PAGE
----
Punctuality is a quality, a resource, a value. If “time is money”, being late means being in debt. People who arrive on time allow us to optimizer our trips, to plan ahead and minimize the wait. Minimizing waiting, means cancelling moments spent doing nothing, "unproductive" time. Therefore, one must never be left waiting. Time is wasted it's painful, it's a failure.

Punctuality is a quality, a resource, a value. If “time is money”, being late means being in debt. People who arrive on time allow us to optimize our trips, to plan ahead and minimize the wait. Minimizing waiting, means cancelling moments spent doing nothing, "unproductive" time. Therefore, one must never be left waiting. When time is wasted it's painful, it's a failure.

❝ Arriving early, is a subtle measure of the empty time that separates us from the sharp hour, it's what we are before we're present then. But those who arrive late, most likely, experience a similar feeling, having taken the time to not be there before it being then.❞  

— Jean Baudrillard, Fragments, 1995

In XXth century fables the disappearance of waiting led to the division of labour : the day must be sequenced by consecutive tasks. This daily submission to hours' dividing of time is a founding element of many productivity rationales. People comply, at their own pace, with the rhythm followed by machines, series and objects.

Being on time, in Western societies, is a form of acknowledgement, as you prevent others from waiting, from "wasting their time". However, until the the meeting occurs, our hosts appear to be on hold. They are forbidden from everything except counting the minutes. When we're expecting someone that's late, we spend our time making notes of it. Yet, even while "waiting for Godot" we're not doing nothing.

Starting something without knowing how much time we can dedicate to it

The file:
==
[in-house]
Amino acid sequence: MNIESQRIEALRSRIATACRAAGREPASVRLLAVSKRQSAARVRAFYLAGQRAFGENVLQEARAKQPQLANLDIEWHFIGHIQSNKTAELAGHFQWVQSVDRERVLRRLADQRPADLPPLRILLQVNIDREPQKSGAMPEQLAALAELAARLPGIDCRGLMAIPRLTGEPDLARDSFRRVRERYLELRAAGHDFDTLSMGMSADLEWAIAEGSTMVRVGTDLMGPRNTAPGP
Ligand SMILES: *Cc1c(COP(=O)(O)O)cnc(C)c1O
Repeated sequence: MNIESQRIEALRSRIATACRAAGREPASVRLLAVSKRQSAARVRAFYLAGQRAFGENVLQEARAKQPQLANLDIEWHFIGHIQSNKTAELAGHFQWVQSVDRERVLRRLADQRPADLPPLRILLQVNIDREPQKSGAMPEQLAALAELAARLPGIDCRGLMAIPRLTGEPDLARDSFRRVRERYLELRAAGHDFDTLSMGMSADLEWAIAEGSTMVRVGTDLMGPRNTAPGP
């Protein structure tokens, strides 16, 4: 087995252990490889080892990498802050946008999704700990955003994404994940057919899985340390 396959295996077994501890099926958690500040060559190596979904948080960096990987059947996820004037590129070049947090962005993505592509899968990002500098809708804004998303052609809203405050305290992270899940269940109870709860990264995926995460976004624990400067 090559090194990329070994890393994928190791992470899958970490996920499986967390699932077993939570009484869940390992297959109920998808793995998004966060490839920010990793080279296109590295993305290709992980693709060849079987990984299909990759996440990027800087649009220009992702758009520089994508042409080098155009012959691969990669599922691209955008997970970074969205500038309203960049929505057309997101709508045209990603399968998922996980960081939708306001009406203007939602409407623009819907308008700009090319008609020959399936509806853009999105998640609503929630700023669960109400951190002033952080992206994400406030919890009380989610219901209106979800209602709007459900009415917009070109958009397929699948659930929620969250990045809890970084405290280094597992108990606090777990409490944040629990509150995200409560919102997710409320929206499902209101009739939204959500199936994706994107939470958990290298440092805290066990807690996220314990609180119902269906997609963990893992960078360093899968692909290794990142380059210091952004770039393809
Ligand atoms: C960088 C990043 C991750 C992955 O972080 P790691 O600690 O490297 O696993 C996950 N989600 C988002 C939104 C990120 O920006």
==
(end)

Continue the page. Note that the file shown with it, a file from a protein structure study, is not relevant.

The paradox of waiting makes the first minutes of lateness acceptable, in a lateness of sorts : those are courtesy minutes. Then comes recognition. Then speculations : is this the right place ? Things start to fall into place. We start “stressing out” (R. Barthes, 1977). We get angry. We worry. Upset, we decide to leave, but what if they arrive just as we leave, we'll have waited for nothing ! So we wait. A shift also exists regarding company time one where decide to stay so that are investment doesn't become nul and void (Companies that continue to rely on professions however obsolete they may be follow this logic).

❝ An event's or any kind of decision's sudden deprograming are part of these subtle pleasures that chance can grace us with every now and then.❞  

— Jean Baudrillard, Cool memories IV, 2000

Nevertheless, there is another way to experience time. One in contradiction with a distinction guided by urgency, punctuality and pace, there's a time designed by memory, reverie, absorption. Waiting doesn't occur like a shortage to be fixed, but like a playground for endless possibilities. An enclave. On a train, we look through the window without impatience. Contemplating sceneries freed from delay, is a form of abandonment to the space of transportation.

Without even knowing it, each and every late individual is providing you with a gift : they're offering you a moment outside of time. It's up to us to, rather than filling ourselves up with what we don't have, to consider that this absence is freedom. During urban inhabitants' sequenced days, lateness is a gift of time.

The PostModern Times is a guide to inhabit our era. A few rules to place ourselves, understand, and nest in this historical acceleration.

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